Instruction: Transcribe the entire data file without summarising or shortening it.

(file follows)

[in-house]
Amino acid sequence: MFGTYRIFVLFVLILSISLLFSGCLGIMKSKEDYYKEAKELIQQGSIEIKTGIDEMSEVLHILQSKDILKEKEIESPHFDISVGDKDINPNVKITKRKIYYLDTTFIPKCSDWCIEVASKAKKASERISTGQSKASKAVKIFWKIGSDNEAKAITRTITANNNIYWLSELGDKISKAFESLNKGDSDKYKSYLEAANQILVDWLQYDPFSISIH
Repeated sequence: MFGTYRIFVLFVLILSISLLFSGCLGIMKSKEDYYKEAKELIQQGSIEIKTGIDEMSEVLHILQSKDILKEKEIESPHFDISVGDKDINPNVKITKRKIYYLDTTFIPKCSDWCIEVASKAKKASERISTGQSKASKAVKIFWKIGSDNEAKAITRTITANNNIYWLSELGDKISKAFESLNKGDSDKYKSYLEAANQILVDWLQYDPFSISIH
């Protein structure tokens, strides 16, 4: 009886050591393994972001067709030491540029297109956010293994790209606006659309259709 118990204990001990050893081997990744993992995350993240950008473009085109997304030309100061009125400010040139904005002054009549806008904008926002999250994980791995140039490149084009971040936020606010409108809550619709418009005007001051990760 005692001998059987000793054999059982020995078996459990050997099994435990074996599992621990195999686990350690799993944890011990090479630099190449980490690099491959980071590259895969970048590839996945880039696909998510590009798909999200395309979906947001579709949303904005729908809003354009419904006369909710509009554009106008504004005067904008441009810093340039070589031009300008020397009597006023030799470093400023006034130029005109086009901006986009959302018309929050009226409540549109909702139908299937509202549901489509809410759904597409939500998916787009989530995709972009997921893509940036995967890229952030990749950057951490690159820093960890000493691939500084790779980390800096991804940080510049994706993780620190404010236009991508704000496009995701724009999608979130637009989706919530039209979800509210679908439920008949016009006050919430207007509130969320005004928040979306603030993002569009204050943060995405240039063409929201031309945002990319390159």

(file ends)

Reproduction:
[in-house]
Amino acid sequence: MFGTYRIFVLFVLILSISLLFSGCLGIMKSKEDYYKEAKELIQQGSIEIKTGIDEMSEVLHILQSKDILKEKEIESPHFDISVGDKDINPNVKITKRKIYYLDTTFIPKCSDWCIEVASKAKKASERISTGQSKASKAVKIFWKIGSDNEAKAITRTITANNNIYWLSELGDKISKAFESLNKGDSDKYKSYLEAANQILVDWLQYDPFSISIH
Repeated sequence: MFGTYRIFVLFVLILSISLLFSGCLGIMKSKEDYYKEAKELIQQGSIEIKTGIDEMSEVLHILQSKDILKEKEIESPHFDISVGDKDINPNVKITKRKIYYLDTTFIPKCSDWCIEVASKAKKASERISTGQSKASKAVKIFWKIGSDNEAKAITRTITANNNIYWLSELGDKISKAFESLNKGDSDKYKSYLEAANQILVDWLQYDPFSISIH
């Protein structure tokens, strides 16, 4: 009886050591393994972001067709030491540029297109956010293994790209606006659309259709 118990204990001990050893081997990744993992995350993240950008473009085109997304030309100061009125400010040139904005002054009549806008904008926002999250994980791995140039490149084009971040936020606010409108809550619709418009005007001051990760 005692001998059987000793054999059982020995078996459990050997099994435990074996599992621990195999686990350690799993944890011990090479630099190449980490690099491959980071590259895969970048590839996945880039696909998510590009798909999200395309979906947001579709949303904005729908809003354009419904006369909710509009554009106008504004005067904008441009810093340039070589031009300008020397009597006023030799470093400023006034130029005109086009901006986009959302018309929050009226409540549109909702139908299937509202549901489509809410759904597409939500998916787009989530995709972009997921893509940036995967890229952030990749950057951490690159820093960890000493691939500084790779980390800096991804940080510049994706993780620190404010236009991508704000496009995701724009999608979130637009989706919530039209979800509210679908439920008949016009006050919430207007509130969320005004928040979306603030993002569009204050943060995405240039063409929201031309945002990319390159």